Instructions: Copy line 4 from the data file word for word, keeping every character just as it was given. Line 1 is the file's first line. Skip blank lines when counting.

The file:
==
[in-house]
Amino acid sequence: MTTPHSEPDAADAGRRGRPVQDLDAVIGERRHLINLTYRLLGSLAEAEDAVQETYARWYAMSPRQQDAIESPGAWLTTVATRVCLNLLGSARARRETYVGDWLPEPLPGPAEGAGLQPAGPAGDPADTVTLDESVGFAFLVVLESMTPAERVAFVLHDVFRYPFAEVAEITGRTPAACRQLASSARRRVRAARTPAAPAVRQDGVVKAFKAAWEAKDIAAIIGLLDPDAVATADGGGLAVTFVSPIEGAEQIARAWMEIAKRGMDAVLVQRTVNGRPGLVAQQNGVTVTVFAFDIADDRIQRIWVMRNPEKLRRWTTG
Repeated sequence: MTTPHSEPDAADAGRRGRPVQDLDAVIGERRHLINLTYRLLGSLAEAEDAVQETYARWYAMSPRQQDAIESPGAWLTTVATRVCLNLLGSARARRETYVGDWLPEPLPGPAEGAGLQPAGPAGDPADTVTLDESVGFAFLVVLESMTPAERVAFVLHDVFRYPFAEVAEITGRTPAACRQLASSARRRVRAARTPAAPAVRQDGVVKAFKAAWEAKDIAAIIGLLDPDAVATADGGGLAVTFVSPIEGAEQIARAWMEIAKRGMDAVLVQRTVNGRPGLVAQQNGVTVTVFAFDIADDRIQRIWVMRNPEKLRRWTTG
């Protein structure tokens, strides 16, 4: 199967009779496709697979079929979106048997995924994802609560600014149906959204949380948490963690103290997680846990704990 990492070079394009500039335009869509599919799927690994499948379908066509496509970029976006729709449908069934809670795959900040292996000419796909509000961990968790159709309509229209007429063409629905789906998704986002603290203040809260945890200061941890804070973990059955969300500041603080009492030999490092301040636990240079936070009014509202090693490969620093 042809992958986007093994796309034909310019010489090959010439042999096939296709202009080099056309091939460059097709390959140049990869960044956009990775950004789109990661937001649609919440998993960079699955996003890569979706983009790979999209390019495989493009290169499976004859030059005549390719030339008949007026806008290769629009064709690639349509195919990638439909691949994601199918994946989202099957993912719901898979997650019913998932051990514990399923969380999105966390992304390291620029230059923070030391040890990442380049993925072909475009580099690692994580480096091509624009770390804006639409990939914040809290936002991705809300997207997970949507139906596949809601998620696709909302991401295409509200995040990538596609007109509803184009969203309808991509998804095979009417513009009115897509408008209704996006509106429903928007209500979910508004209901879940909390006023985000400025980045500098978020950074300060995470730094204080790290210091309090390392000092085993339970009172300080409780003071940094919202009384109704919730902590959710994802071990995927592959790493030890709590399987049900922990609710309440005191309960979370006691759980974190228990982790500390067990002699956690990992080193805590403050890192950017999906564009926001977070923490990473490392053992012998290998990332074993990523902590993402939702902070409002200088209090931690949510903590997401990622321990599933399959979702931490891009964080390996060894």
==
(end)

């Protein structure tokens, strides 16, 4: 199967009779496709697979079929979106048997995924994802609560600014149906959204949380948490963690103290997680846990704990 990492070079394009500039335009869509599919799927690994499948379908066509496509970029976006729709449908069934809670795959900040292996000419796909509000961990968790159709309509229209007429063409629905789906998704986002603290203040809260945890200061941890804070973990059955969300500041603080009492030999490092301040636990240079936070009014509202090693490969620093 042809992958986007093994796309034909310019010489090959010439042999096939296709202009080099056309091939460059097709390959140049990869960044956009990775950004789109990661937001649609919440998993960079699955996003890569979706983009790979999209390019495989493009290169499976004859030059005549390719030339008949007026806008290769629009064709690639349509195919990638439909691949994601199918994946989202099957993912719901898979997650019913998932051990514990399923969380999105966390992304390291620029230059923070030391040890990442380049993925072909475009580099690692994580480096091509624009770390804006639409990939914040809290936002991705809300997207997970949507139906596949809601998620696709909302991401295409509200995040990538596609007109509803184009969203309808991509998804095979009417513009009115897509408008209704996006509106429903928007209500979910508004209901879940909390006023985000400025980045500098978020950074300060995470730094204080790290210091309090390392000092085993339970009172300080409780003071940094919202009384109704919730902590959710994802071990995927592959790493030890709590399987049900922990609710309440005191309960979370006691759980974190228990982790500390067990002699956690990992080193805590403050890192950017999906564009926001977070923490990473490392053992012998290998990332074993990523902590993402939702902070409002200088209090931690949510903590997401990622321990599933399959979702931490891009964080390996060894």